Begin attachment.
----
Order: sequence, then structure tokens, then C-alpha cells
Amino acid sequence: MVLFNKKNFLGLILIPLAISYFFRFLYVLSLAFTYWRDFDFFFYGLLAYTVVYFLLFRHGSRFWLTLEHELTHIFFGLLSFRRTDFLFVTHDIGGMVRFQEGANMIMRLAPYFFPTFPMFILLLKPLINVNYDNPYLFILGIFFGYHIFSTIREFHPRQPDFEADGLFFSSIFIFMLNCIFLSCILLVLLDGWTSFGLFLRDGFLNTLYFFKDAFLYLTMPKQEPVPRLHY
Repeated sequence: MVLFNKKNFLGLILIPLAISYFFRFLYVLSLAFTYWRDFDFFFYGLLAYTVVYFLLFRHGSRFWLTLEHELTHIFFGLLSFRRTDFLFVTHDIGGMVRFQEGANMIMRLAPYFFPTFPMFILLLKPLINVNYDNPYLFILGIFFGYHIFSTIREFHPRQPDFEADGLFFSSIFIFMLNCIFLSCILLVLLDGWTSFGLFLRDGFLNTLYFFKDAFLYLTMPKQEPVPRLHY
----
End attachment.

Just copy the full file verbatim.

Order: sequence, then structure tokens, then C-alpha cells
Amino acid sequence: MVLFNKKNFLGLILIPLAISYFFRFLYVLSLAFTYWRDFDFFFYGLLAYTVVYFLLFRHGSRFWLTLEHELTHIFFGLLSFRRTDFLFVTHDIGGMVRFQEGANMIMRLAPYFFPTFPMFILLLKPLINVNYDNPYLFILGIFFGYHIFSTIREFHPRQPDFEADGLFFSSIFIFMLNCIFLSCILLVLLDGWTSFGLFLRDGFLNTLYFFKDAFLYLTMPKQEPVPRLHY
Repeated sequence: MVLFNKKNFLGLILIPLAISYFFRFLYVLSLAFTYWRDFDFFFYGLLAYTVVYFLLFRHGSRFWLTLEHELTHIFFGLLSFRRTDFLFVTHDIGGMVRFQEGANMIMRLAPYFFPTFPMFILLLKPLINVNYDNPYLFILGIFFGYHIFSTIREFHPRQPDFEADGLFFSSIFIFMLNCIFLSCILLVLLDGWTSFGLFLRDGFLNTLYFFKDAFLYLTMPKQEPVPRLHY